Casinos Likely to Earn Less if Minnesota Loss Limit Passes

Casinos in Minnesota have proved a vital source of state revenue, a fact that has led some state lawmakers to adopt the "why spoil a good thing?" approach, although the state is concurrently battling a compulsive gambling problem. In response to the problem gambling issue, the Minnesota state legislature is currently mulling over a bill that would limit gambling losses incurred in casinos to $500-a-day. Many supporters of casino gambling, however, fear that limiting spending in casinos will amount to revenue losses for casinos and consequently, the state.

Similar efforts launched by the state of Iowa were withdrawn in 1994, after the $200 daily loss limit allegedly forced two riverboat casinos to close their doors.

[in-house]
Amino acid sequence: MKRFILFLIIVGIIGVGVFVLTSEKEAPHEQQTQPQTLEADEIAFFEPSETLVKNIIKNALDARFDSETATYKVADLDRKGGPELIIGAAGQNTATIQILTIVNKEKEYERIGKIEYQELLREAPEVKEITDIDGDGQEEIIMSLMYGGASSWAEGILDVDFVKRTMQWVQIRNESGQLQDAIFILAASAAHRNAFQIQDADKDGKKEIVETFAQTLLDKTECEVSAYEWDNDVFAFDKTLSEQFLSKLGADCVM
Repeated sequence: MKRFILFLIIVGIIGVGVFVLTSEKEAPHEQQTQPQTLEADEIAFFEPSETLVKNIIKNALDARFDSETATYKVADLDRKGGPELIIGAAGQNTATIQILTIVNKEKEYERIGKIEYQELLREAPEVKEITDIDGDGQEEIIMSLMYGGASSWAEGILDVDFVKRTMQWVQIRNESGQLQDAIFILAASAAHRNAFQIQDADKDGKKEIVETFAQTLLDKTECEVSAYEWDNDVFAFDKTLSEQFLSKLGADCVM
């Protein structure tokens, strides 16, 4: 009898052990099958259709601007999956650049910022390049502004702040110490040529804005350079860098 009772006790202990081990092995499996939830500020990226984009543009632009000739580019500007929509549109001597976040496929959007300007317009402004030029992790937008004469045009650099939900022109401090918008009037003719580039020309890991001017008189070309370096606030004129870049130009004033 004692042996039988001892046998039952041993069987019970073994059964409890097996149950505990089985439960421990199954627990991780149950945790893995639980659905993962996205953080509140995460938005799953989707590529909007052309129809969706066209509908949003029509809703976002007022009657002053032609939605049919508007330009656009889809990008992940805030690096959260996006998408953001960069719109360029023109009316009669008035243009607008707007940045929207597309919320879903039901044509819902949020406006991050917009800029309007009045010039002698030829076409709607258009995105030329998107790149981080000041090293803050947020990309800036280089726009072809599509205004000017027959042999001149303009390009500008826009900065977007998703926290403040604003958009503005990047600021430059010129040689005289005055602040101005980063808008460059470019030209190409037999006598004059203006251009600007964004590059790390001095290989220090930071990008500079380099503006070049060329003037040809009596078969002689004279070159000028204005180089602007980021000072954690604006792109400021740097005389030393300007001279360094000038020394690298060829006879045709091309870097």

There is evidence that casinos rely on compulsive gamblers for significant percentages of profit. A national study demonstrated that problem gamblers, who make up just 2.5 percent of the general adult population, account for almost one quarter of all money sacrificed at casinos each year. Supporters of the proposed cap for casinos hope that instituting such limits will curb gambling problems. Critics, however, feel that the measure is futile, ultimately costing the state losses in casino revenue, while doing little to remedy the state's compulsive gambling problem. - 2005-05-07 13:07:15

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